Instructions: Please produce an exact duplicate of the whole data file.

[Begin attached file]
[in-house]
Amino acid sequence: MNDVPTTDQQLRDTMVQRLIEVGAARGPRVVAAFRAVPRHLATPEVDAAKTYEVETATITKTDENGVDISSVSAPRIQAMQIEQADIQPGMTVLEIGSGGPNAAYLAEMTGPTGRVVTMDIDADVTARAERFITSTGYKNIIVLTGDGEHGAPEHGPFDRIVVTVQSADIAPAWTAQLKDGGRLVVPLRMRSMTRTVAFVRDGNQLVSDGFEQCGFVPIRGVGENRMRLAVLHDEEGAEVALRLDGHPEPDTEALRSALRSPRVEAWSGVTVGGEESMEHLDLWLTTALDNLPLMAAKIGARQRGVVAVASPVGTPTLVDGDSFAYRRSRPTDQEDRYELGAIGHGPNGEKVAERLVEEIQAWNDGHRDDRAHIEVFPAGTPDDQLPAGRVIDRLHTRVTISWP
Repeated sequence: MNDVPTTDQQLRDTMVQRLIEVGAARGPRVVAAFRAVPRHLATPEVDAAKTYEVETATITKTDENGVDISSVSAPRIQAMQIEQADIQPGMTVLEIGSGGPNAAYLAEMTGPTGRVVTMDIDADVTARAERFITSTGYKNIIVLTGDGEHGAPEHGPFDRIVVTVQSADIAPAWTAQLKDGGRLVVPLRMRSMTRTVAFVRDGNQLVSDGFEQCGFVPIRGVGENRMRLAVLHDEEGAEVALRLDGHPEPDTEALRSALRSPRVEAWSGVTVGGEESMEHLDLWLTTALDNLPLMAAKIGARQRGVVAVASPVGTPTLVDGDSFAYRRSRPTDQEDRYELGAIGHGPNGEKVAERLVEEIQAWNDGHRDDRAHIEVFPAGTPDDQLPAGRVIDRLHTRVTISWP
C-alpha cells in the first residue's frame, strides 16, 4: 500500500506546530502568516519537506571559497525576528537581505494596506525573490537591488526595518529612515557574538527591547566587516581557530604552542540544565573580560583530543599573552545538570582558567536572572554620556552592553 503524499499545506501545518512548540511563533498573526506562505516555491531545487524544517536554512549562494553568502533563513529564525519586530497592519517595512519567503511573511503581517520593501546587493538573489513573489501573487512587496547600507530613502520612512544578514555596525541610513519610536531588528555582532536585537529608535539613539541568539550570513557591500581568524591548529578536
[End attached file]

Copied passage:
[in-house]
Amino acid sequence: MNDVPTTDQQLRDTMVQRLIEVGAARGPRVVAAFRAVPRHLATPEVDAAKTYEVETATITKTDENGVDISSVSAPRIQAMQIEQADIQPGMTVLEIGSGGPNAAYLAEMTGPTGRVVTMDIDADVTARAERFITSTGYKNIIVLTGDGEHGAPEHGPFDRIVVTVQSADIAPAWTAQLKDGGRLVVPLRMRSMTRTVAFVRDGNQLVSDGFEQCGFVPIRGVGENRMRLAVLHDEEGAEVALRLDGHPEPDTEALRSALRSPRVEAWSGVTVGGEESMEHLDLWLTTALDNLPLMAAKIGARQRGVVAVASPVGTPTLVDGDSFAYRRSRPTDQEDRYELGAIGHGPNGEKVAERLVEEIQAWNDGHRDDRAHIEVFPAGTPDDQLPAGRVIDRLHTRVTISWP
Repeated sequence: MNDVPTTDQQLRDTMVQRLIEVGAARGPRVVAAFRAVPRHLATPEVDAAKTYEVETATITKTDENGVDISSVSAPRIQAMQIEQADIQPGMTVLEIGSGGPNAAYLAEMTGPTGRVVTMDIDADVTARAERFITSTGYKNIIVLTGDGEHGAPEHGPFDRIVVTVQSADIAPAWTAQLKDGGRLVVPLRMRSMTRTVAFVRDGNQLVSDGFEQCGFVPIRGVGENRMRLAVLHDEEGAEVALRLDGHPEPDTEALRSALRSPRVEAWSGVTVGGEESMEHLDLWLTTALDNLPLMAAKIGARQRGVVAVASPVGTPTLVDGDSFAYRRSRPTDQEDRYELGAIGHGPNGEKVAERLVEEIQAWNDGHRDDRAHIEVFPAGTPDDQLPAGRVIDRLHTRVTISWP
C-alpha cells in the first residue's frame, strides 16, 4: 500500500506546530502568516519537506571559497525576528537581505494596506525573490537591488526595518529612515557574538527591547566587516581557530604552542540544565573580560583530543599573552545538570582558567536572572554620556552592553 503524499499545506501545518512548540511563533498573526506562505516555491531545487524544517536554512549562494553568502533563513529564525519586530497592519517595512519567503511573511503581517520593501546587493538573489513573489501573487512587496547600507530613502520612512544578514555596525541610513519610536531588528555582532536585537529608535539613539541568539550570513557591500581568524591548529578536